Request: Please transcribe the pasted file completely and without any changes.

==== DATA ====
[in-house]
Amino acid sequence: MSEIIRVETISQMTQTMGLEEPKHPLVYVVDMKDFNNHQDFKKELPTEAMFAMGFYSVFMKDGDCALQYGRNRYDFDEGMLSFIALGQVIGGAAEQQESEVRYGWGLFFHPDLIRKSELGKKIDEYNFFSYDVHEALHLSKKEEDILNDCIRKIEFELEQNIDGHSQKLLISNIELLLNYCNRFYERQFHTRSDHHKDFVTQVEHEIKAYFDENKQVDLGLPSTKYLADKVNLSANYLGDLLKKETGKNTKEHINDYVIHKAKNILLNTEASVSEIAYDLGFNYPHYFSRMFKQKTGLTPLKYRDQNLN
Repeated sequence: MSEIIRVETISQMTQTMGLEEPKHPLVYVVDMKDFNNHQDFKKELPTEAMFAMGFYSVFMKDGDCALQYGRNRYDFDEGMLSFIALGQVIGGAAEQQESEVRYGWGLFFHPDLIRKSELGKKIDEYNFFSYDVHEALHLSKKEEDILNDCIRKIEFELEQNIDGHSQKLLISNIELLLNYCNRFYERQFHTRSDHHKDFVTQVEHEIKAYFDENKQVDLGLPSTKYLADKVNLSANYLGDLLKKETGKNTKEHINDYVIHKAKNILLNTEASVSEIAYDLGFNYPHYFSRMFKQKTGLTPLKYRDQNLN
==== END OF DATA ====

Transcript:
[in-house]
Amino acid sequence: MSEIIRVETISQMTQTMGLEEPKHPLVYVVDMKDFNNHQDFKKELPTEAMFAMGFYSVFMKDGDCALQYGRNRYDFDEGMLSFIALGQVIGGAAEQQESEVRYGWGLFFHPDLIRKSELGKKIDEYNFFSYDVHEALHLSKKEEDILNDCIRKIEFELEQNIDGHSQKLLISNIELLLNYCNRFYERQFHTRSDHHKDFVTQVEHEIKAYFDENKQVDLGLPSTKYLADKVNLSANYLGDLLKKETGKNTKEHINDYVIHKAKNILLNTEASVSEIAYDLGFNYPHYFSRMFKQKTGLTPLKYRDQNLN
Repeated sequence: MSEIIRVETISQMTQTMGLEEPKHPLVYVVDMKDFNNHQDFKKELPTEAMFAMGFYSVFMKDGDCALQYGRNRYDFDEGMLSFIALGQVIGGAAEQQESEVRYGWGLFFHPDLIRKSELGKKIDEYNFFSYDVHEALHLSKKEEDILNDCIRKIEFELEQNIDGHSQKLLISNIELLLNYCNRFYERQFHTRSDHHKDFVTQVEHEIKAYFDENKQVDLGLPSTKYLADKVNLSANYLGDLLKKETGKNTKEHINDYVIHKAKNILLNTEASVSEIAYDLGFNYPHYFSRMFKQKTGLTPLKYRDQNLN